ALEXANDRIA, VA. — DirecTV, EchoStar and the Satellite Broadcasting & Communications Association have teamed up to sue the FCC and the U.S. Copyright Office to overturn a provision in the Satellite Home Viewer Improvement Act (SHVIA) that imposes must-carry requirements on satellite systems that offer local TV channels.
The suit, which was filed in an Eastern Virginia Federal District Court, claims the ruling violates First Amendment rights of satellite carriers by dictating the programming they carry.
The satellite operators, though happy with many of the provisions in the SHVIA law passed by Congress last year, said the must-carry requirement added at the urging of broadcasters will make it impossible to serve many moderately sized markets, such as Hartford, Conn., or Richmond, Va.
The satellite operators said they do not have enough space on their satellite transponders to carry every major and minor broadcast station across the country and still offer their customers a compelling lineup of basic and premium cable network channels, pay-per-view movies and new HDTV services.
They argue that cable operators are not required to carry all broadcast stations in each market, and satellite providers should be given the same consideration if they are to compete effectively with new digital cable platforms that permit many more channels of TV service than analog systems.
Under the SHVIA guidelines, satellite operators won the right to carry local TV channels for delivery into local markets if they received the consent (often at a price) of each broadcast station. In addition, the satellite operators are required to carry all off-air stations in the markets they serve with local channels. Currently, both DirecTV and EchoStar must comply with that ruling by January 1, 2002.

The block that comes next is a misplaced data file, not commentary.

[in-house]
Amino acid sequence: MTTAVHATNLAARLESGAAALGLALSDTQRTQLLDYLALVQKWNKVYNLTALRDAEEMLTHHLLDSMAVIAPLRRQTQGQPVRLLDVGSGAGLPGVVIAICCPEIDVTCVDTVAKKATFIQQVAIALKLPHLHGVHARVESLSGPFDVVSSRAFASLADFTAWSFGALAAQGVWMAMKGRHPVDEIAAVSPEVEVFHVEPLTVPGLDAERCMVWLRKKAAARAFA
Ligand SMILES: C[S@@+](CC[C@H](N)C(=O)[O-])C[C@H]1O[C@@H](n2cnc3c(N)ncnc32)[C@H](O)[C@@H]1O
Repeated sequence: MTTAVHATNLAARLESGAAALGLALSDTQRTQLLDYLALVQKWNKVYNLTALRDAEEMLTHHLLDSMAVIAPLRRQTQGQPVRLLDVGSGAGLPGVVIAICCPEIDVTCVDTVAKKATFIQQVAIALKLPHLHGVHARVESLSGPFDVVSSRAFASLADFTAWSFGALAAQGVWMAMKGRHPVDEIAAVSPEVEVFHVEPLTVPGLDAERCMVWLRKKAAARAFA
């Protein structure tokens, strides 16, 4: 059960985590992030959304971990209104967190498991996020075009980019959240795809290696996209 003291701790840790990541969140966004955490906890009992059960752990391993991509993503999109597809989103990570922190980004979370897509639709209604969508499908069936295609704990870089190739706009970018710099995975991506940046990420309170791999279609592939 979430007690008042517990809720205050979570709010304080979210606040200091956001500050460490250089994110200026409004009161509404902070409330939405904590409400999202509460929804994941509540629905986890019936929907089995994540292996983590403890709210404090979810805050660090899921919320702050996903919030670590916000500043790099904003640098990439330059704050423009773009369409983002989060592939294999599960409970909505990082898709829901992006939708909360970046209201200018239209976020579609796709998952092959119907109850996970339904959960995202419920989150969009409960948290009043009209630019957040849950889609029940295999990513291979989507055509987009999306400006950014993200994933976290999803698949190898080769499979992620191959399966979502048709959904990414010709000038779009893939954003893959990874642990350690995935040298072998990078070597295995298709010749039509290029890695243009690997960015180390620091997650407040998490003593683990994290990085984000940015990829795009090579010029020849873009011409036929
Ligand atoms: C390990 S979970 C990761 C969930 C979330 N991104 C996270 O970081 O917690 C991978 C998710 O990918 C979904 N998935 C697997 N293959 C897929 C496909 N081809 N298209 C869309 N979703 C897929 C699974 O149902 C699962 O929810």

The DBS operators say that many of the stations they will be required to add are of little interest to the majority of viewers. These are typically independent stations that are not aligned with major networks, often carrying TV shopping channels already provided through a national feed on the satellite systems.
Under the current law, the satellite operators will have to carry 23 stations each in Los Angeles and New York, compared to the four network affiliates (ABC, CBS, FOX, NBC and WB) they would like to continue offering. Adding the additional stations will prevent many smaller markets from receiving local TV coverage via satellite, giving cable monopolies an added advantage in those regions, the satellite interests said.
“Satellite must-carry is a major roadblock to the continued rollout of local channels in areas outside the largest markets and will deprive Americans in midsize and smaller markets of the local television over their satellite systems,” stated SBCA president Chuck Hewitt. “The marketplace should decide what programming satellite companies carry, not a federal mandate.”